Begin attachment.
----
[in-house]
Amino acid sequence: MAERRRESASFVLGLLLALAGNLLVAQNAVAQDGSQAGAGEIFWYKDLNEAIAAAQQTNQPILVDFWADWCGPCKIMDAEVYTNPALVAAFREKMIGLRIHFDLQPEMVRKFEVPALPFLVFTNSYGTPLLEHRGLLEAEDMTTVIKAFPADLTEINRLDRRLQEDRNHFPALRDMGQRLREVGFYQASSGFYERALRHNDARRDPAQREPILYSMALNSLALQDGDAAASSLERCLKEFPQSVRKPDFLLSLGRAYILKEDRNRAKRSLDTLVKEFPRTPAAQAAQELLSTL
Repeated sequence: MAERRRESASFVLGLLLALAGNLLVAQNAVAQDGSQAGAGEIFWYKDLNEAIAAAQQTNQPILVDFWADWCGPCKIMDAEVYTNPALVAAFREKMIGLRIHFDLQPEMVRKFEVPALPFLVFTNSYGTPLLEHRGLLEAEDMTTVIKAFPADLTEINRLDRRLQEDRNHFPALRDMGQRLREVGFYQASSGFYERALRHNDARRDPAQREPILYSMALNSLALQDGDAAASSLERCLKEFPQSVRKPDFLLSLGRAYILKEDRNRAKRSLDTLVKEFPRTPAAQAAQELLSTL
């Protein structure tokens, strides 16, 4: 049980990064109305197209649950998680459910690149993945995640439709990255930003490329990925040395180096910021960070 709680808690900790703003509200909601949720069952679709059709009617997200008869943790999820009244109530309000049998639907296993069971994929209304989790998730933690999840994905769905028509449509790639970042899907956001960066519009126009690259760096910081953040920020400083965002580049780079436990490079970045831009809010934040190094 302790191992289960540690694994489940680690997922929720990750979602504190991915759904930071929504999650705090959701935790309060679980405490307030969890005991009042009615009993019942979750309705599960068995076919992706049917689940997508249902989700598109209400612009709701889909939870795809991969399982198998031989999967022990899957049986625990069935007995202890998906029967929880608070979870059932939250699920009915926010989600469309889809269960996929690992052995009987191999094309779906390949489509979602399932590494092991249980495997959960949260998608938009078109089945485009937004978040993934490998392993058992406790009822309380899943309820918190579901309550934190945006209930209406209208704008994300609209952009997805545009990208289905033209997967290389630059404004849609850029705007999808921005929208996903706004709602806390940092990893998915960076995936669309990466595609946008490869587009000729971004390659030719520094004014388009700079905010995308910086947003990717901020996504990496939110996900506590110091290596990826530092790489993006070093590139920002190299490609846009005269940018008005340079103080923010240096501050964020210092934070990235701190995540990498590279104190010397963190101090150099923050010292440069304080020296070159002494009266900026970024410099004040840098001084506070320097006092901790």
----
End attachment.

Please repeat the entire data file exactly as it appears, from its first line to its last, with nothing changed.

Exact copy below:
[in-house]
Amino acid sequence: MAERRRESASFVLGLLLALAGNLLVAQNAVAQDGSQAGAGEIFWYKDLNEAIAAAQQTNQPILVDFWADWCGPCKIMDAEVYTNPALVAAFREKMIGLRIHFDLQPEMVRKFEVPALPFLVFTNSYGTPLLEHRGLLEAEDMTTVIKAFPADLTEINRLDRRLQEDRNHFPALRDMGQRLREVGFYQASSGFYERALRHNDARRDPAQREPILYSMALNSLALQDGDAAASSLERCLKEFPQSVRKPDFLLSLGRAYILKEDRNRAKRSLDTLVKEFPRTPAAQAAQELLSTL
Repeated sequence: MAERRRESASFVLGLLLALAGNLLVAQNAVAQDGSQAGAGEIFWYKDLNEAIAAAQQTNQPILVDFWADWCGPCKIMDAEVYTNPALVAAFREKMIGLRIHFDLQPEMVRKFEVPALPFLVFTNSYGTPLLEHRGLLEAEDMTTVIKAFPADLTEINRLDRRLQEDRNHFPALRDMGQRLREVGFYQASSGFYERALRHNDARRDPAQREPILYSMALNSLALQDGDAAASSLERCLKEFPQSVRKPDFLLSLGRAYILKEDRNRAKRSLDTLVKEFPRTPAAQAAQELLSTL
């Protein structure tokens, strides 16, 4: 049980990064109305197209649950998680459910690149993945995640439709990255930003490329990925040395180096910021960070 709680808690900790703003509200909601949720069952679709059709009617997200008869943790999820009244109530309000049998639907296993069971994929209304989790998730933690999840994905769905028509449509790639970042899907956001960066519009126009690259760096910081953040920020400083965002580049780079436990490079970045831009809010934040190094 302790191992289960540690694994489940680690997922929720990750979602504190991915759904930071929504999650705090959701935790309060679980405490307030969890005991009042009615009993019942979750309705599960068995076919992706049917689940997508249902989700598109209400612009709701889909939870795809991969399982198998031989999967022990899957049986625990069935007995202890998906029967929880608070979870059932939250699920009915926010989600469309889809269960996929690992052995009987191999094309779906390949489509979602399932590494092991249980495997959960949260998608938009078109089945485009937004978040993934490998392993058992406790009822309380899943309820918190579901309550934190945006209930209406209208704008994300609209952009997805545009990208289905033209997967290389630059404004849609850029705007999808921005929208996903706004709602806390940092990893998915960076995936669309990466595609946008490869587009000729971004390659030719520094004014388009700079905010995308910086947003990717901020996504990496939110996900506590110091290596990826530092790489993006070093590139920002190299490609846009005269940018008005340079103080923010240096501050964020210092934070990235701190995540990498590279104190010397963190101090150099923050010292440069304080020296070159002494009266900026970024410099004040840098001084506070320097006092901790």